I hope someday that happens with my blog. Someone will be looking up margarine recipes and stumble across this place. They’ll read a couple of posts, pour a cup of coffee, and go back to the the beginning. Scenes From the Sun Ray Park! Let’s see where this goes!

Or not.

I hope she found what she was looking for.  I hope we all do.

And maybe I need to get back to “Infinite Jest.” 82,000 pages coule be just the thing to put off a long list of Essential Things I Need To Get Done …

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just another trail

There are trails you hike, and then there are trails you celebrate. This is the second kind.

 
 

 

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life is funny, part 370

You don’t want to run. It’s been a depressing week and you just want to disappear. But it’s your day off and you’re scared to turn on the TV or look at the news, so you drag out the marx brothers and head out.

You go to the track, thinking it will be safe refuge. But there’s a guy getting out of the car at the same time as you and he’s bringing starting blocks. Nothing more annoying than a guy with starting blocks on the track. So you bail and go to Chaparral Park. Because. Ducks.

You start out on the usual mile course, moping along, only to discover you’re in the middle of a moving circus. There’s some sort of walk about to happen. There’s a drum line, the Phoenix Suns gorilla, a million people and a lot of love. Many families and religions and ages, all united by a shared joy. And a bouncy house. Never underestimate the power of a good bouncy house.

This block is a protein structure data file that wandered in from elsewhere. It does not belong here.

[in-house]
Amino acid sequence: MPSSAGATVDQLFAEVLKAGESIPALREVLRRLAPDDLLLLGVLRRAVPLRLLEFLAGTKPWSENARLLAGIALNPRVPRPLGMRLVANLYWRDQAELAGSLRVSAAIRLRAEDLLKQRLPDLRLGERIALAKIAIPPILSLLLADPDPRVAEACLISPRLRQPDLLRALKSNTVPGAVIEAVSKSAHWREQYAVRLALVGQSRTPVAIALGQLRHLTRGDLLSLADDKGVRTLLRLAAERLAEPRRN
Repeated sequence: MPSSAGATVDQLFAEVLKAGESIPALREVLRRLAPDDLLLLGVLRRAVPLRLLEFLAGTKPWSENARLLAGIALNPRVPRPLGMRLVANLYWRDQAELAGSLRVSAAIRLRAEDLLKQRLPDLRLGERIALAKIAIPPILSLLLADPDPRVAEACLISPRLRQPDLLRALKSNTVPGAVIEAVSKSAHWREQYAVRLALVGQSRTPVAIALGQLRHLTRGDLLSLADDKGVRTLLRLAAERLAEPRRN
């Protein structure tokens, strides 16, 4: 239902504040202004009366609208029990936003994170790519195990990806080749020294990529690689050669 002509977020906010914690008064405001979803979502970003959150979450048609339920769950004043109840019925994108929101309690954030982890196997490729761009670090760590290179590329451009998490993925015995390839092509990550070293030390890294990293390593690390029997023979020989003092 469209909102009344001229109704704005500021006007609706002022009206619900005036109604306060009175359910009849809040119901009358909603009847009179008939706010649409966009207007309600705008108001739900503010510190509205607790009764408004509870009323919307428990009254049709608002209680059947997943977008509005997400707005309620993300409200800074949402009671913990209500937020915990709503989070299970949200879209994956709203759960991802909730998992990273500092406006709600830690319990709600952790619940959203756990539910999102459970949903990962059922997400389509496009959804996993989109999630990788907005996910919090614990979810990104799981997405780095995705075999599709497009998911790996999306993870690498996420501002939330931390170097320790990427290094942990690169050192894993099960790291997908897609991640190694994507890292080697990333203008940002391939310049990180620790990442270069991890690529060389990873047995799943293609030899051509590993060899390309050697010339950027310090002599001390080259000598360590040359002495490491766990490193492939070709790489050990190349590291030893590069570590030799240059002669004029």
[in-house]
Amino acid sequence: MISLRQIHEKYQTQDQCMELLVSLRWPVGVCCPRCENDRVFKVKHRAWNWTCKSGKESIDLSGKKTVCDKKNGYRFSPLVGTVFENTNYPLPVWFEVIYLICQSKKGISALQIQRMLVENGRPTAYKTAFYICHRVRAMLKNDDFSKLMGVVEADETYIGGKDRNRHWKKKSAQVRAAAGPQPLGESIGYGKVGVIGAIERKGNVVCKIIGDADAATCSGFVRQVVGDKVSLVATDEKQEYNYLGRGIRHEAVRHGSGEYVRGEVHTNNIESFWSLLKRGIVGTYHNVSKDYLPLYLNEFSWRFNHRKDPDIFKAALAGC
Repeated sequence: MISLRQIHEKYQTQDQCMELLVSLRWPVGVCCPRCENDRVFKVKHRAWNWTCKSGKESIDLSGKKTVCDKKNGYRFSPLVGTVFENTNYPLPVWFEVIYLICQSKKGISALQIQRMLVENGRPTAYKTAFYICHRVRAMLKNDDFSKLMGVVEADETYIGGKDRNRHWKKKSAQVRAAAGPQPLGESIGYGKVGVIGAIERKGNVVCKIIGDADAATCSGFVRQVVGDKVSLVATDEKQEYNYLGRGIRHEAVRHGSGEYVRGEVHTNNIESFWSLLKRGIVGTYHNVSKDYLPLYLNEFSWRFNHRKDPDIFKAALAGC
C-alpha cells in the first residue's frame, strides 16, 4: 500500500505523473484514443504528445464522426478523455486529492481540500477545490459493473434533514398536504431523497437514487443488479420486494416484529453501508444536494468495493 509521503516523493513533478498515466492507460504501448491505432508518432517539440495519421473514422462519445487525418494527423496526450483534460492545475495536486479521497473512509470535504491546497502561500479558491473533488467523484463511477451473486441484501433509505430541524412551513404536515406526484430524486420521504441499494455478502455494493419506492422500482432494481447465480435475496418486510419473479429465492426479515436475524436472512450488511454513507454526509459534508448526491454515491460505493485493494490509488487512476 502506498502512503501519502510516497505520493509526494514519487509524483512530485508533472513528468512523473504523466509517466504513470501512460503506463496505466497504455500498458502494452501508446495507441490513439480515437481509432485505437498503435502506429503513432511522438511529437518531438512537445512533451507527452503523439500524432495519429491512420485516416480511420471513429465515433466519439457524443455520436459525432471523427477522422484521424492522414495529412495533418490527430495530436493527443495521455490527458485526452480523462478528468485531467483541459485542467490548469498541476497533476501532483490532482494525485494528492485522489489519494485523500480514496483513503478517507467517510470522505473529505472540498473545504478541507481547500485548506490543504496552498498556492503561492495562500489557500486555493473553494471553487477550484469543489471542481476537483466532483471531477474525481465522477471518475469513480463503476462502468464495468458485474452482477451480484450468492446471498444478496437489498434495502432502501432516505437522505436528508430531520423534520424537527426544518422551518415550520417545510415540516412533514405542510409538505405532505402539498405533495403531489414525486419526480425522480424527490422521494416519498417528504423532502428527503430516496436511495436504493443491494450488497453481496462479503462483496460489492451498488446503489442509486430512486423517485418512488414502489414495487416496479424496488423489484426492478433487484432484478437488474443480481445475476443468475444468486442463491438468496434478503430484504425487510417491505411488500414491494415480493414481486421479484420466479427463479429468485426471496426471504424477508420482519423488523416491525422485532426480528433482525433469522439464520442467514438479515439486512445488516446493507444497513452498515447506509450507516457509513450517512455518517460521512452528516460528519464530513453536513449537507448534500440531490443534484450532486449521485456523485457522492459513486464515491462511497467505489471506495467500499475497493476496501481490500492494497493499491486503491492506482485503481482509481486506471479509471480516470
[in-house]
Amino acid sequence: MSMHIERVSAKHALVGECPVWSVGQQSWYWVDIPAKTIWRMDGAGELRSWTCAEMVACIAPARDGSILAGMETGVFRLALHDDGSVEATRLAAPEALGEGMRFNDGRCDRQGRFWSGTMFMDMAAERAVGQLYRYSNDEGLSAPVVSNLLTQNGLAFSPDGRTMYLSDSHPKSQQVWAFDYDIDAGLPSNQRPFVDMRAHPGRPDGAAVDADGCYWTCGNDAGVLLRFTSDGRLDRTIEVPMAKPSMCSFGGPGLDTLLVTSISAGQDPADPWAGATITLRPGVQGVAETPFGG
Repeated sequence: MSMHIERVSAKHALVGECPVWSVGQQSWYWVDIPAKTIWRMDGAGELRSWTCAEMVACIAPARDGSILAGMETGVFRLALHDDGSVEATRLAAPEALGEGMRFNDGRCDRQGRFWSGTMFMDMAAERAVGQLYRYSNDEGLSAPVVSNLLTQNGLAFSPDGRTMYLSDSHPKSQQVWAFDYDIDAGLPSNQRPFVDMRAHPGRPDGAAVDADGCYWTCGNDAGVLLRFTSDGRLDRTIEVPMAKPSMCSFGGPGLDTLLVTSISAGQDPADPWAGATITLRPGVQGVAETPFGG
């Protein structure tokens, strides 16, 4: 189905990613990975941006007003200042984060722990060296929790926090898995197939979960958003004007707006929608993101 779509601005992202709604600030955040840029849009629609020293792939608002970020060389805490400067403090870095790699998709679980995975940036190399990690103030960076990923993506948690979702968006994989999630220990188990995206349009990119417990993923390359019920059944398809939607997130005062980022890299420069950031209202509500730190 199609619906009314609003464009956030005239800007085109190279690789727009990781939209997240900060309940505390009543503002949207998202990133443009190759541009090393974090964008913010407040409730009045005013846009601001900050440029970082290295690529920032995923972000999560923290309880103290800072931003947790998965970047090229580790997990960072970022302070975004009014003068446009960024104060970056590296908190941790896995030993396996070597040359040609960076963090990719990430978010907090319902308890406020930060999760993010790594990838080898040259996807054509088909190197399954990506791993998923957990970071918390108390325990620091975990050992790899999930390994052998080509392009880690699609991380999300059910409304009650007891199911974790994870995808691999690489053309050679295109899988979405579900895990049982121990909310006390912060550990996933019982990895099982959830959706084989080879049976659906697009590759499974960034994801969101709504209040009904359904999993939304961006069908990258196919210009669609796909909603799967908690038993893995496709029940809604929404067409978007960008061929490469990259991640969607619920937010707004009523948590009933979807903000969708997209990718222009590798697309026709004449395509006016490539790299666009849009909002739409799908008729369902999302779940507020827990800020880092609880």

Normally you’d be annoyed. The sidewalk becomes instantly clogged with baby strollers and elderly people in walkers and tricycles and wagons and lots and lots and lots of people in blue shirts. But they’re all so stinkin’ happy. And you find, accidentally, that you’re becoming happy too.

You remember that people are basically good. They’re fair, they’re loving, they take care of each other, they care. We’re all in the same life boat. Row or sink.

You stroll and trot and stop to listen to the brass section play “Tom’s Diner” (Suzanne Vega will never die) and marvel that you almost missed this. You pose with the gorilla. You high five a kid. You cheer a pogo guy jumping over another pogo guy. You share the warmth of a couple holding hands while walking, and a young woman alone with her thoughts on a bench. You embrace life and love and the world. Never let the bad guys win.

You remember for the millionth time why you need to go out every day. Because you never know what you’ll find.

You go home and avoid the news for the rest of the day.

Life is funny …

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question authority

Sometimes you have to Question Authority.

I set out to run the mad dog today. I want to get in the habit of running that loop. 5.6 is  about right for a work day, and it’s just a fun course. But longtime readers will recall I’m not too smart. I should have known that the turn would again be washed out. The mad dog course is on the greenbelt, which serves as a drainage system when it rains. And it has rained.

So I made it to the turnaround only to find a sign that said “Sidewalk closed. Cross here.” Here being into the creek.